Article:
Feature

Few association directors have a track record even close to that of Raymond D. Fowler, PhD. With over 13 years on the job, he has served longer than any chief executive officer (CEO) in APA history. He was APA president in 1988 and served on APA's Board of Directors for a total of 22 years. His work with APA's Council of Representatives in various capacities spans 37 years. This year's convention was his 45th.

"Ray Fowler has been totally dedicated to making APA work better than it ever has--for members, for central office staff, for our board, council, committees and task forces and for the general public," said APA President Philip G. Zimbardo, PhD. "He has given his life to this mission--and mission accomplished!"

Fowler will retire at the year's end. In recognition of his tireless devotion to APA and psychology, Members hosted several events in his honor. The beloved CEO received standing ovations, certificates and toasts at nearly every event he attended, from the meeting of the Psychology Executives Roundtable to the Friends of the American Psychological Foundation, to the Council of Representatives, the International Affiliates Reception and the American Psychological Association of Graduate Students.

At the convention's opening general session, Zimbardo presented Fowler and his wife, Sandy, with a one-of-a-kind sculpture and praised Fowler for guiding APA through "many challenging circumstances with a clear vision, calm voice and uncommon wisdom."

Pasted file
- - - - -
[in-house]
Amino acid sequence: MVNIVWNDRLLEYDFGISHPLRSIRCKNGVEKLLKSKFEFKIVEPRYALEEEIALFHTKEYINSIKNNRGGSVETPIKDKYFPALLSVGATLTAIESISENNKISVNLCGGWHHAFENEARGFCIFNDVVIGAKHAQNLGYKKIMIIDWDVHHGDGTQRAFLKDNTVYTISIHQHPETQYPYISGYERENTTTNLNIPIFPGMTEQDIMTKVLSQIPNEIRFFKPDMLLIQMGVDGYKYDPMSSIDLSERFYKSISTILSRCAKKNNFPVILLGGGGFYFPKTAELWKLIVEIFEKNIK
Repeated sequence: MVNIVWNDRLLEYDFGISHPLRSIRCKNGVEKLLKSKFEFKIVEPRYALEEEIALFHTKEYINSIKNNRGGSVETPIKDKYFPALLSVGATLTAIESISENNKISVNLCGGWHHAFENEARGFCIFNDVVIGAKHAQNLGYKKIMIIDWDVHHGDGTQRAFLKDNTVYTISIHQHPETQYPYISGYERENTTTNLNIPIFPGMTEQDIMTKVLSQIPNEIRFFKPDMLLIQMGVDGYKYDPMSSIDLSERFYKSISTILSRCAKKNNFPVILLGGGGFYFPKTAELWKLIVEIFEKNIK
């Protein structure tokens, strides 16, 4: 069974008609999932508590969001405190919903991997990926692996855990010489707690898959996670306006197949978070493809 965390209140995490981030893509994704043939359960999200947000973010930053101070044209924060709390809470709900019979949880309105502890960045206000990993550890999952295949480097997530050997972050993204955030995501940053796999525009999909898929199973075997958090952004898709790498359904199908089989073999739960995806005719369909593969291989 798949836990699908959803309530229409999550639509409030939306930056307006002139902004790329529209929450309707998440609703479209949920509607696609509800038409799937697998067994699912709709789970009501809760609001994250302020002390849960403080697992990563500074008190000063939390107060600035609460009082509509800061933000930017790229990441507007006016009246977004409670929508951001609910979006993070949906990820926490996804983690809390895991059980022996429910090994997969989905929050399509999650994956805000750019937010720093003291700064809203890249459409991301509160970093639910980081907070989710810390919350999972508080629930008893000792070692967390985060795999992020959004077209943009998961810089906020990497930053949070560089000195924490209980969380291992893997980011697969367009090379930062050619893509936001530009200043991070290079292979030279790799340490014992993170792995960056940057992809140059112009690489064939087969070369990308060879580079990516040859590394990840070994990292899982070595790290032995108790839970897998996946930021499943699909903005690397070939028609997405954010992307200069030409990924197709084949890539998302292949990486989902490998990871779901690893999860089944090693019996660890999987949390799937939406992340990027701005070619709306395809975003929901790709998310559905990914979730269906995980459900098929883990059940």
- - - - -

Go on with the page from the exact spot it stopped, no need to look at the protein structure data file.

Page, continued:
Other tributes to Fowler took a more light-hearted approach. Among them was a commendation presented to Fowler by the "Broom Closet Society," the group of former APA presidents who meet yearly to reminisce about their days at the center of APA politics--and good-humoredly lament about how all their current ideas are relegated to the janitor's cupboard. His fellow members recognized him for:

  • Taking so many shots for the association that his emotional flack jacket has more holes than an antique fishnet.

  • Saving more APA presidents from stepping in something unpleasant than the keeper of a museum for primary narcissists.

  • Being a valued friend, an esteemed colleague, and a wise and gentle dolphin who has guided us through many shark-infested waters.

The convention's "Media Mavens Talent Show" also gave a loving tribute to Fowler--in song. Among the most memorable lyrics was a melody thanking Fowler for founding the Running Psychologists group, sung by psychologist and part-time diva Irene Dietch, PhD, to the tune of "You Made Me Love You":

You made me run, too,
I didn't want to do it, I didn't want to do it....

At the various events, Fowler thanked APA Members, association staff, APA governance and international colleagues for their support of his efforts throughout his APA career. And in particular, he thanked his wife Sandy, calling her his "total support system."

--S. MARTIN